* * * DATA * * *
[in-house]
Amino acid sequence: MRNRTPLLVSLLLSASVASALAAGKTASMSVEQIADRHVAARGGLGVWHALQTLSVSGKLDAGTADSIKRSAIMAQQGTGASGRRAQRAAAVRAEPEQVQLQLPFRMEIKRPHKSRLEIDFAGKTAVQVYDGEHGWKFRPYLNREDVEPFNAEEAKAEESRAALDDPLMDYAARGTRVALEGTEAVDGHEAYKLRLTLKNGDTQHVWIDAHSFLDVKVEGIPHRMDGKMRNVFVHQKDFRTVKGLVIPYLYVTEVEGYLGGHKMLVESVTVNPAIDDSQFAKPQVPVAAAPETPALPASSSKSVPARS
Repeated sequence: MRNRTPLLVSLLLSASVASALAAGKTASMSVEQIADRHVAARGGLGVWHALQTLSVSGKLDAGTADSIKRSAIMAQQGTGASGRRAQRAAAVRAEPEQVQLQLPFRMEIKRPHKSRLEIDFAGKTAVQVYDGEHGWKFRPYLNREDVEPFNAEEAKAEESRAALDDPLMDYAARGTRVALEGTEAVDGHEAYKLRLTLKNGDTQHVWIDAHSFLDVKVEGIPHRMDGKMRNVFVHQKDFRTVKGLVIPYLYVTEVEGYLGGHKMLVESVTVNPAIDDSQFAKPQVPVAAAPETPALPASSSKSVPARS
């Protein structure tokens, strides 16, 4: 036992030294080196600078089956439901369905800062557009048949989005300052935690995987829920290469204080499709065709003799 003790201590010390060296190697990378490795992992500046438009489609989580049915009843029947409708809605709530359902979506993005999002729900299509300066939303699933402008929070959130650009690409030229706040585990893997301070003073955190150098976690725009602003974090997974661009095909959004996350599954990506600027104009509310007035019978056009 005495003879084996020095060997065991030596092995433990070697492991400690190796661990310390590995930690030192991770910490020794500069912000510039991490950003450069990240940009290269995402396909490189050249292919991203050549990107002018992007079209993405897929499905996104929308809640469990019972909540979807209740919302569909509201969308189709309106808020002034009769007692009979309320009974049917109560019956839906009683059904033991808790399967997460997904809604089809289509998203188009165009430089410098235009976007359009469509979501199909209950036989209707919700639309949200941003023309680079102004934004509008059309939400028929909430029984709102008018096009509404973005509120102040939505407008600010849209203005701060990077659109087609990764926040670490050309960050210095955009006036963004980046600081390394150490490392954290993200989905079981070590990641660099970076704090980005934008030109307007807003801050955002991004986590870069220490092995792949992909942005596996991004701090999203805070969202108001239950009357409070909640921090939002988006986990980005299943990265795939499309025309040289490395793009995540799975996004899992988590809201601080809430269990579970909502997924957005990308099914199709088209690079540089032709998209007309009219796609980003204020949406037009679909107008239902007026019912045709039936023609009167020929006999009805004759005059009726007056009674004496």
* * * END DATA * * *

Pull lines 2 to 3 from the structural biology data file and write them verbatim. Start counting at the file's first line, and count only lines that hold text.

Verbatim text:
Amino acid sequence: MRNRTPLLVSLLLSASVASALAAGKTASMSVEQIADRHVAARGGLGVWHALQTLSVSGKLDAGTADSIKRSAIMAQQGTGASGRRAQRAAAVRAEPEQVQLQLPFRMEIKRPHKSRLEIDFAGKTAVQVYDGEHGWKFRPYLNREDVEPFNAEEAKAEESRAALDDPLMDYAARGTRVALEGTEAVDGHEAYKLRLTLKNGDTQHVWIDAHSFLDVKVEGIPHRMDGKMRNVFVHQKDFRTVKGLVIPYLYVTEVEGYLGGHKMLVESVTVNPAIDDSQFAKPQVPVAAAPETPALPASSSKSVPARS
Repeated sequence: MRNRTPLLVSLLLSASVASALAAGKTASMSVEQIADRHVAARGGLGVWHALQTLSVSGKLDAGTADSIKRSAIMAQQGTGASGRRAQRAAAVRAEPEQVQLQLPFRMEIKRPHKSRLEIDFAGKTAVQVYDGEHGWKFRPYLNREDVEPFNAEEAKAEESRAALDDPLMDYAARGTRVALEGTEAVDGHEAYKLRLTLKNGDTQHVWIDAHSFLDVKVEGIPHRMDGKMRNVFVHQKDFRTVKGLVIPYLYVTEVEGYLGGHKMLVESVTVNPAIDDSQFAKPQVPVAAAPETPALPASSSKSVPARS